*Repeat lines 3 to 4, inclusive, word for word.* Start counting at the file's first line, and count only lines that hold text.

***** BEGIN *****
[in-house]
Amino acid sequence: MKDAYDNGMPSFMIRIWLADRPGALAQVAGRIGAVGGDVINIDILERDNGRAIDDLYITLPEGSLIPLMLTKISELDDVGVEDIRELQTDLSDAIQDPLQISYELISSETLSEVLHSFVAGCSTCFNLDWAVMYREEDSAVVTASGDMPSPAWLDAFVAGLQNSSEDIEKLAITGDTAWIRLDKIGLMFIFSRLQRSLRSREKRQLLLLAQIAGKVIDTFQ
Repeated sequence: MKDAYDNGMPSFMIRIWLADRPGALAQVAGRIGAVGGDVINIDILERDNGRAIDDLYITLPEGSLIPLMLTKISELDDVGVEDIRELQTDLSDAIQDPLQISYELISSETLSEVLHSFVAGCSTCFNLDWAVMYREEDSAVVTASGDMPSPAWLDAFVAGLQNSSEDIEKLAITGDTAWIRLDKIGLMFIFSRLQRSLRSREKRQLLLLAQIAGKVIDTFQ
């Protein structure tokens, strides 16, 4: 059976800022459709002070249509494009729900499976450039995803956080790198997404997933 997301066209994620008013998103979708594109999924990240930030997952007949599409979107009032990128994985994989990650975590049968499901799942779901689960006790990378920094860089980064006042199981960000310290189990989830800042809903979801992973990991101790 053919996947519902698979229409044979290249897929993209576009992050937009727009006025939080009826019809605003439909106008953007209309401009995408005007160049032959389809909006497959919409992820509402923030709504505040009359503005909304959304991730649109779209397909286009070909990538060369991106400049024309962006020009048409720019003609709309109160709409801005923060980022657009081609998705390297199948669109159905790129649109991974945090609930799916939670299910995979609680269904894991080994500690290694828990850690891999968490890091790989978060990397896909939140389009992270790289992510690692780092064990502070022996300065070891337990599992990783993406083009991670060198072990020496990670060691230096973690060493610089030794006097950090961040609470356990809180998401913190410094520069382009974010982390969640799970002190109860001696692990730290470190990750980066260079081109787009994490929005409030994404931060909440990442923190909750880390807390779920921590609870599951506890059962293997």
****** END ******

Repeated sequence: MKDAYDNGMPSFMIRIWLADRPGALAQVAGRIGAVGGDVINIDILERDNGRAIDDLYITLPEGSLIPLMLTKISELDDVGVEDIRELQTDLSDAIQDPLQISYELISSETLSEVLHSFVAGCSTCFNLDWAVMYREEDSAVVTASGDMPSPAWLDAFVAGLQNSSEDIEKLAITGDTAWIRLDKIGLMFIFSRLQRSLRSREKRQLLLLAQIAGKVIDTFQ
């Protein structure tokens, strides 16, 4: 059976800022459709002070249509494009729900499976450039995803956080790198997404997933 997301066209994620008013998103979708594109999924990240930030997952007949599409979107009032990128994985994989990650975590049968499901799942779901689960006790990378920094860089980064006042199981960000310290189990989830800042809903979801992973990991101790 053919996947519902698979229409044979290249897929993209576009992050937009727009006025939080009826019809605003439909106008953007209309401009995408005007160049032959389809909006497959919409992820509402923030709504505040009359503005909304959304991730649109779209397909286009070909990538060369991106400049024309962006020009048409720019003609709309109160709409801005923060980022657009081609998705390297199948669109159905790129649109991974945090609930799916939670299910995979609680269904894991080994500690290694828990850690891999968490890091790989978060990397896909939140389009992270790289992510690692780092064990502070022996300065070891337990599992990783993406083009991670060198072990020496990670060691230096973690060493610089030794006097950090961040609470356990809180998401913190410094520069382009974010982390969640799970002190109860001696692990730290470190990750980066260079081109787009994490929005409030994404931060909440990442923190909750880390807390779920921590609870599951506890059962293997």